The City of Kissimmee is often subjected to severe rainfall events such as hurricanes and flash floods. Storm events of this magnitude often cause extensive damage to existing property and land in the City, and are the source for creating major safety and environmental hazards.
The City experienced extensive flooding on July 11, 2009, from a flash flood where unofficial recordings of 7” of rain in two hours were reported. The nearest City rain gauge reported 4.35” in two hours. The flash flood was caused by two colliding fronts that converged over a 1,200-acre area of the City. The subsequent runoff severely eroded a major conveyance ditch, named the West City Ditch which drains half of the City into Lake Tohopekaliga. The ditch is designed to convey 1500 cfs for a 100-year storm event; however, the flash flood was equivalent to a 500-year storm event and the resulting flow overtopped the ditch banks by more than two feet along certain reaches of the canal, flowed over three collector roads crossing the ditch and severely eroded the ditch banks.
Due to the severe damage caused by the flash flood and the desire to prevent this type of damage in the future, the City applied for an Emergency Watershed Restoration Grant with the United States Department of Agriculture – Natural Resource Conservation Service (NRCS). They were awarded the grant to make the necessary repairs to restore the ditch banks and install erosion protection measures. Initially, the parties desired a cost-effective and “green” solution instead of using traditional methods such as rip-rap. Having several positive experiences with engineered solutions and services supplied by Contech Construction Products Inc. and Propex for streambank stabilization, the NRCS recommended the City use a combination of two products. The City utilized 20,000 square yards of ArmorMaxTM Anchored Reinforced Vegetation System and 20,000 square feet of ArmorFlex® hard armor to restore the eroded streambanks and to provide future erosion protection measures.
ArmorMax anchored reinforced vegetation system is manufactured by Propex and composed of a High Performance Turf Reinforcement Mat and earth percussion anchors. ArmorMax is an engineered solution and provides additional factors of safety against erosion and scour. It can also be engineered to provide surficial slope stabilization to resist shallow plane failures when needed. The ArmorMax System utilized on the West City Ditch was not only used to prevent surface erosion, but upon further investigation, it was determined that the ditch embankments were deemed unstable, and therefore a structural ArmorMax System was needed to prevent erosion due to surficial slope failures. Propex provided the necessary engineering/ slope stability analysis needed to complete the design, and 6 ft, 9 ft and 12 ft anchors were used to stabilize the slopes, while the Pyramat component of the System provided for permanent surface erosion protection.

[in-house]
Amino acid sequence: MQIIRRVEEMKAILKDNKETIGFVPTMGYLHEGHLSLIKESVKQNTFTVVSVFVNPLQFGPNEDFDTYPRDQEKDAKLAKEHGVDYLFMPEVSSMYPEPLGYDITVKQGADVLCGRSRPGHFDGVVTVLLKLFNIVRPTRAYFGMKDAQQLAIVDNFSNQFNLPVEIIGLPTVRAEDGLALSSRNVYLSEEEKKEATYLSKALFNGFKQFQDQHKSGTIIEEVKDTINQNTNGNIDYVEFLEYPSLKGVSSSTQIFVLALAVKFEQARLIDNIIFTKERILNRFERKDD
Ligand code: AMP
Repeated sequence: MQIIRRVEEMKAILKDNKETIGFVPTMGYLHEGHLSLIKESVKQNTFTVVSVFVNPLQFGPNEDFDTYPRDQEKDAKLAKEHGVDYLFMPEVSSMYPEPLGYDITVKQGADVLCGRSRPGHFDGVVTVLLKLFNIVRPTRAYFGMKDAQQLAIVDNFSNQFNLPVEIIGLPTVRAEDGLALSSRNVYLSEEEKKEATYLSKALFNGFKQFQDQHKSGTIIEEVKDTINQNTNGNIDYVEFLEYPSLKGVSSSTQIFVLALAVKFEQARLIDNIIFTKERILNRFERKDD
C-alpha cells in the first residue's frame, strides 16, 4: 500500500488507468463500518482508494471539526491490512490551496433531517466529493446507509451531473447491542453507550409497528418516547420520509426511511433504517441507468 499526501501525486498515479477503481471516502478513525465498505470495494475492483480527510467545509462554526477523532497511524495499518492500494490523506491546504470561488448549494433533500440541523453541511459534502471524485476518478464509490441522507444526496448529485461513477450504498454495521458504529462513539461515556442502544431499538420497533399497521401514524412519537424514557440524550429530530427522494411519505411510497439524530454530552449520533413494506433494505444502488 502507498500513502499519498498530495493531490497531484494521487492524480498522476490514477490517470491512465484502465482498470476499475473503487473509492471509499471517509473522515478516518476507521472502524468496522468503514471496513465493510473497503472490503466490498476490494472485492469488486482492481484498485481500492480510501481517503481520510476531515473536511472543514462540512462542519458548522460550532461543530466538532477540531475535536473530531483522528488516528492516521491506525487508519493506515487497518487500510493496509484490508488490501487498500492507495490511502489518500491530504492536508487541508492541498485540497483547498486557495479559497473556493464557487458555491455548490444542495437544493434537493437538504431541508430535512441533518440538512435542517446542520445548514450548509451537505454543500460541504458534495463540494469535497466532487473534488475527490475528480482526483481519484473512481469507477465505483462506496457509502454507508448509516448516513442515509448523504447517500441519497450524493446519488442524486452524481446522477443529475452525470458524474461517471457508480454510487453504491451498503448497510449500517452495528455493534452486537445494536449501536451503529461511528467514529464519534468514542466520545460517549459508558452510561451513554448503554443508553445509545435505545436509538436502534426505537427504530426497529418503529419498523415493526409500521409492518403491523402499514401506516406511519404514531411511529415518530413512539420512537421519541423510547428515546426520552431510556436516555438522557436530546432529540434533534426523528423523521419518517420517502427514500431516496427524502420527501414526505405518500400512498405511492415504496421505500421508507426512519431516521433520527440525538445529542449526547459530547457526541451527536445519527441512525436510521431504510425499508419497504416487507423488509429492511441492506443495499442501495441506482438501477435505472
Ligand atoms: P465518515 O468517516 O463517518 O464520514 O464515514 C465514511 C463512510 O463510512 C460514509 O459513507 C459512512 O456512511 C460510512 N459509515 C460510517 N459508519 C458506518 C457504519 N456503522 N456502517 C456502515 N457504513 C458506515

ArmorFlex Concrete Articulated Block Mats, manufactured by Contech, make a flexible matrix of concrete blocks with uniform size, shape and weight. ArmorFlex blocks are designed to have specific hydraulic capacities and are laced longitudinally with cables to ease handling and installation. The blocks come in an open-cell or closed-cell configuration, depending on the aesthetic and vegetation needs. The blocks were designed to withstand the hydraulic forces that would be anticipated in the next severe storm event and multiple block sizes and thicknesses were used on the project, ranging from 4”-6” and using both open and closed-cell configurations.
The project was constructed within a stringent construction schedule and the flexibility of the products allowed the contractor to easily address any issues that arose during construction. The City and NRCS were very pleased with the final project and felt that by utilizing both ArmorFlex and ArmorMax, they were able to stabilize a larger area for the same amount of funds as the previously used streambank stabilization methods.
“By utilizing both ArmorFlex and ArmorMax, we were able to stabilize a larger area for the same amount of funds as the previously used sand bag riprap stabilization methods,” stated Lawrence M. Clough, PE, CFM, Engineer IV with the City of Kissimmee Public Works and Engineering Department. “We ended up with a ‘greener,’ more aesthetically pleasing and more sustainable project.”